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Regular readers of the SFGate website saw two familiar headlines on September 10, 2015. The first – “Northern California wildfire explodes in size” – would not have been unusual on any summer day in California, particularly in the last four years as an historic drought has ravaged the Western United States. Wildfires, always a feature of the dry season in the West, have increased in size and intensity as the yearly average precipitation levels continue to fall.
The second – “El Niño Odds Rise Again, Tracking to Be a Blockbuster” – was more unusual, and almost certainly more welcome to local readers. The El Niño weather phenomenon, which refers to a band of abnormally warm water in the central equatorial Pacific, is generally associated with large storms in the United States, and the West Coast in particular. News of the impending 2015-2016 El Niño has raised hopes that heavy rains will replenish water supplies that have been devastated by four-plus years of meager rainfall. But this year’s El Niño may have more damaging effects, especially in areas impacted by fire.
When heavy rains follow wildfire, the results can be deadly. According to the U.S. Geological Survey, after a wildfire “even modest rainstorms can produce dangerous flash floods and debris flows.” Multiple fire-related factors can contribute to mudslides. The most obvious is the tendency of wildfires to damage vegetation and root systems, which hold soil in place and provide barriers to mudslides and flooding. Hillsides denuded of vegetation are far more susceptible to mudslides during a storm.
The interplay of fire and weather has crucial implications in the context of first party property insurance, where causation determines coverage. Most property policies exclude damage caused by earth movement and water damage and, as a result, policyholders who suffer damage from mudslides are almost guaranteed to have their claims denied. But policyholders, particularly in western states, should not be afraid to push back on a denial if the mudslide occurs in an area previously damaged by fire.
California courts analyze first party insurance coverage by determining “the predominant, or most important cause of [the] loss” – a concept known as “efficient proximate cause.” Julian v. Hartford Underwriters Ins. Co., 35 Cal. 4th 747, 754 (2005), [subscribers can access an enhanced version of this opinion: lexis.com | Lexis Advance]. If the efficient cause of loss is a covered peril (e.g. fire), but an excluded peril (e.g. earth movement) plays a role in the loss, the entire loss is covered, even if the policy language purports to exclude any loss in which an excluded peril plays a part. See id. The reverse is also true; when an excluded peril is the efficient proximate cause of a loss, the entire loss is excluded, even if a covered peril played a role.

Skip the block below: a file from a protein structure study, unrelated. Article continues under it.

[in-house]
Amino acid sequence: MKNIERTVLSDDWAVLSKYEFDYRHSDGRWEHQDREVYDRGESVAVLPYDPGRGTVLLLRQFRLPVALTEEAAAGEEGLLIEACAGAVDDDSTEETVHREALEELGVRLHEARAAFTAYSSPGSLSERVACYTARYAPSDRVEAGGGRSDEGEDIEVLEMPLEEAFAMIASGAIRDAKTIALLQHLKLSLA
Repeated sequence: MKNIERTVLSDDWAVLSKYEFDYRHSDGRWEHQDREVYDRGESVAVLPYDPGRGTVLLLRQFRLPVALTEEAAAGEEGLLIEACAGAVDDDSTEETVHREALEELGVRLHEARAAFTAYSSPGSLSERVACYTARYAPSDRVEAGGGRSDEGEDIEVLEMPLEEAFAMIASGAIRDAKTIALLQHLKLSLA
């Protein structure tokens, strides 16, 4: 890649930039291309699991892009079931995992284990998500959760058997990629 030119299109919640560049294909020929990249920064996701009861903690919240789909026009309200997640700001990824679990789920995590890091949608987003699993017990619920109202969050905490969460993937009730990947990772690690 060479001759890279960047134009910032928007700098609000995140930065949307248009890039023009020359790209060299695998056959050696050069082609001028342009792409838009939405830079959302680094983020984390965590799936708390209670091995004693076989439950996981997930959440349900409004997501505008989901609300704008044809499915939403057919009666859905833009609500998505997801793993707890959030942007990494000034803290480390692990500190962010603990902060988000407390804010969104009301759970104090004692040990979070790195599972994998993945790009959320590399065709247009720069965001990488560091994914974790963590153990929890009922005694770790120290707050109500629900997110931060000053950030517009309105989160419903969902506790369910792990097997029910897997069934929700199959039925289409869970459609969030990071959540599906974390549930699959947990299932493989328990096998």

This framework, combined with the science of mudslides, can allow policyholders to find the potential for coverage where, on first glance, a loss appears excluded. That is exactly what happened in Howell v. State Farm Fire & Casualty. 218 Cal. App. 3d 1446 (1990), [subscribers can access an enhanced version of this opinion: lexis.com | Lexis Advance]. In that case, property was destroyed by a mudslide that had followed shortly after a wildfire. State Farm denied coverage, citing an earth movement exclusion. The court held that it was a question of fact as to whether the fire, as opposed to earth movement or water damage, was the predominant cause of loss. The court emphasized that the same hillside had avoided landslides in previous storms – it was only after the fire that the hillside gave way – and a reasonable juror could find that fire was the efficient proximate cause.
A unanimous panel in the Ninth Circuit recently reached the same result, although for different reasons, in Stankova v. Metropolitan Property and Casualty, 788 F.3d 1012 (9th Cir. 2015), [subscribers can access an enhanced version of this opinion: lexis.com | Lexis Advance]. That case arose out of a massive wildfire that swept through Northern Arizona in 2011, destroying vast swaths of brush and vegetation. The fire narrowly missed the home of Magda Stankova and Victor Nikolaev, burning their garage instead. One month later, a mudslide on a nearby hillside finished the job and destroyed the Stankova home completely. The insurer denied the claim, citing an exclusion for earth movement.
The Ninth Circuit held that there was a triable issue of fact as to whether the loss was covered. Arizona law mandates a standard fire insurance policy cover all direct loss caused by fire, and if a given policy conflicts with the provisions in the standard policy, the standard policy governs. Because the standard policy states that an insurer will provide coverage “against all direct loss by fire,” language purporting to exclude losses directly caused by both fire and earth movement was ignored.
Both the Howell and Stankova cases illustrate why insureds should not be afraid to question coverage determinations that may, at first glance, appear logical and justified. The policies in both cases appeared to exclude the loss of the house. But the insureds pushed back, and were rewarded with appellate victories. Residents in western states, who are in the midst of an epic fire season and who will likely face massive winter storms in the coming months, would do well to follow their example.
By Richard Robinson, Associate, Farella Braun + Martel LLP
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